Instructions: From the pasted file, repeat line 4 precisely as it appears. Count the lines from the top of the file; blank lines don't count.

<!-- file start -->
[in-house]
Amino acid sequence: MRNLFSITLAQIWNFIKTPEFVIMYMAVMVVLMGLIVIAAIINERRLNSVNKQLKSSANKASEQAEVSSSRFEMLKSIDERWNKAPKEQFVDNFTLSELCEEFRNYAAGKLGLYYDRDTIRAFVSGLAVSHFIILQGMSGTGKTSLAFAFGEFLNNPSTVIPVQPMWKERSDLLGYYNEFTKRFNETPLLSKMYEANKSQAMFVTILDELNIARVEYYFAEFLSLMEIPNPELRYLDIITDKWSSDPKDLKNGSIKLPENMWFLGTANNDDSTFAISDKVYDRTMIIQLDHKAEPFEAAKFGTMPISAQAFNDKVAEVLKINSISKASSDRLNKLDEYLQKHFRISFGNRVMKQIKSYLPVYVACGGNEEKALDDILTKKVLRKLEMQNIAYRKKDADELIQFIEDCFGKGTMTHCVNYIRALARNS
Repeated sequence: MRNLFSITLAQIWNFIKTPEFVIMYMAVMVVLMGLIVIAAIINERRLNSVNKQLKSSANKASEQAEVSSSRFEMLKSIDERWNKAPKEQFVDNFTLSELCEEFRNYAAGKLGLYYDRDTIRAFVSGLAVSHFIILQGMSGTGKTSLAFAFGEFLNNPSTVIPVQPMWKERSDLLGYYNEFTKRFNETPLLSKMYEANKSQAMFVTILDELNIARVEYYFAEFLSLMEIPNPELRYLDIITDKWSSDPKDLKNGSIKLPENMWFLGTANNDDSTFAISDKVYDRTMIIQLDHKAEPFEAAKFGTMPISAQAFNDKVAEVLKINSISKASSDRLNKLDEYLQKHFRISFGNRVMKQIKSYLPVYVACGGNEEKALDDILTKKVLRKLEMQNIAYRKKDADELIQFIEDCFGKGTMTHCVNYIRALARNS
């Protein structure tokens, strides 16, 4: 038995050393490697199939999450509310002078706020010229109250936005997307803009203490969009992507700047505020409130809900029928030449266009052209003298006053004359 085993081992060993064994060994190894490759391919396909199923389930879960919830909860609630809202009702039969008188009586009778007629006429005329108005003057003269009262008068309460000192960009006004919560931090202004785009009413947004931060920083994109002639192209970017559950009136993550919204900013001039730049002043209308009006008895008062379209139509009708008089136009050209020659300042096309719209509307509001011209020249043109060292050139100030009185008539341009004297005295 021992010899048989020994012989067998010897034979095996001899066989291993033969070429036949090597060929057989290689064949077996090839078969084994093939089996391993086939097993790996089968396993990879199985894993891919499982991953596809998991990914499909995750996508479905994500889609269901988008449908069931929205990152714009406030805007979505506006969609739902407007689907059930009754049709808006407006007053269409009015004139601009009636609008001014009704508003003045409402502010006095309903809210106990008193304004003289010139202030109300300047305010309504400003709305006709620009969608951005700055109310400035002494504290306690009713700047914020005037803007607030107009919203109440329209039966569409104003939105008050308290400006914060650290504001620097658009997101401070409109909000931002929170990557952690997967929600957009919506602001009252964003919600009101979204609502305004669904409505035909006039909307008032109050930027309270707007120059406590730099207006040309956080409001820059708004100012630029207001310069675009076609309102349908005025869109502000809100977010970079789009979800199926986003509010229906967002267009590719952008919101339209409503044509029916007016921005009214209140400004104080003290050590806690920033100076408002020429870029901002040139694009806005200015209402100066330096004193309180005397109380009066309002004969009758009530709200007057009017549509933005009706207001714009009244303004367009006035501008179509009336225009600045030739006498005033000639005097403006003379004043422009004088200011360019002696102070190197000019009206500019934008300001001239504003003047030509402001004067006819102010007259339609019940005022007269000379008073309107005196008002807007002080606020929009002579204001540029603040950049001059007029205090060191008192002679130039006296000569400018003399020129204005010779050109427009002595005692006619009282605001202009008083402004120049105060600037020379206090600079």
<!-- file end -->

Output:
């Protein structure tokens, strides 16, 4: 038995050393490697199939999450509310002078706020010229109250936005997307803009203490969009992507700047505020409130809900029928030449266009052209003298006053004359 085993081992060993064994060994190894490759391919396909199923389930879960919830909860609630809202009702039969008188009586009778007629006429005329108005003057003269009262008068309460000192960009006004919560931090202004785009009413947004931060920083994109002639192209970017559950009136993550919204900013001039730049002043209308009006008895008062379209139509009708008089136009050209020659300042096309719209509307509001011209020249043109060292050139100030009185008539341009004297005295 021992010899048989020994012989067998010897034979095996001899066989291993033969070429036949090597060929057989290689064949077996090839078969084994093939089996391993086939097993790996089968396993990879199985894993891919499982991953596809998991990914499909995750996508479905994500889609269901988008449908069931929205990152714009406030805007979505506006969609739902407007689907059930009754049709808006407006007053269409009015004139601009009636609008001014009704508003003045409402502010006095309903809210106990008193304004003289010139202030109300300047305010309504400003709305006709620009969608951005700055109310400035002494504290306690009713700047914020005037803007607030107009919203109440329209039966569409104003939105008050308290400006914060650290504001620097658009997101401070409109909000931002929170990557952690997967929600957009919506602001009252964003919600009101979204609502305004669904409505035909006039909307008032109050930027309270707007120059406590730099207006040309956080409001820059708004100012630029207001310069675009076609309102349908005025869109502000809100977010970079789009979800199926986003509010229906967002267009590719952008919101339209409503044509029916007016921005009214209140400004104080003290050590806690920033100076408002020429870029901002040139694009806005200015209402100066330096004193309180005397109380009066309002004969009758009530709200007057009017549509933005009706207001714009009244303004367009006035501008179509009336225009600045030739006498005033000639005097403006003379004043422009004088200011360019002696102070190197000019009206500019934008300001001239504003003047030509402001004067006819102010007259339609019940005022007269000379008073309107005196008002807007002080606020929009002579204001540029603040950049001059007029205090060191008192002679130039006296000569400018003399020129204005010779050109427009002595005692006619009282605001202009008083402004120049105060600037020379206090600079």